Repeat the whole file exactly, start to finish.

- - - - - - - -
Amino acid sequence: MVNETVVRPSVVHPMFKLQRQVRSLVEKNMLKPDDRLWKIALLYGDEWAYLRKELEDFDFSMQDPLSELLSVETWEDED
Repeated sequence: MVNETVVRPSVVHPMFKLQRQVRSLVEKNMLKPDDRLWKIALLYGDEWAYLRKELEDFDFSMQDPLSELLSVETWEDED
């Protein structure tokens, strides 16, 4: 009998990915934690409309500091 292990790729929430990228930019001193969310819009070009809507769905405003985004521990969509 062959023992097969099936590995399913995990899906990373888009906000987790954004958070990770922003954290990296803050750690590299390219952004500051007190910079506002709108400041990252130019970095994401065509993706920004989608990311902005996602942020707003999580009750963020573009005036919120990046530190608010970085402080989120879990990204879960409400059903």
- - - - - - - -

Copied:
Amino acid sequence: MVNETVVRPSVVHPMFKLQRQVRSLVEKNMLKPDDRLWKIALLYGDEWAYLRKELEDFDFSMQDPLSELLSVETWEDED
Repeated sequence: MVNETVVRPSVVHPMFKLQRQVRSLVEKNMLKPDDRLWKIALLYGDEWAYLRKELEDFDFSMQDPLSELLSVETWEDED
């Protein structure tokens, strides 16, 4: 009998990915934690409309500091 292990790729929430990228930019001193969310819009070009809507769905405003985004521990969509 062959023992097969099936590995399913995990899906990373888009906000987790954004958070990770922003954290990296803050750690590299390219952004500051007190910079506002709108400041990252130019970095994401065509993706920004989608990311902005996602942020707003999580009750963020573009005036919120990046530190608010970085402080989120879990990204879960409400059903």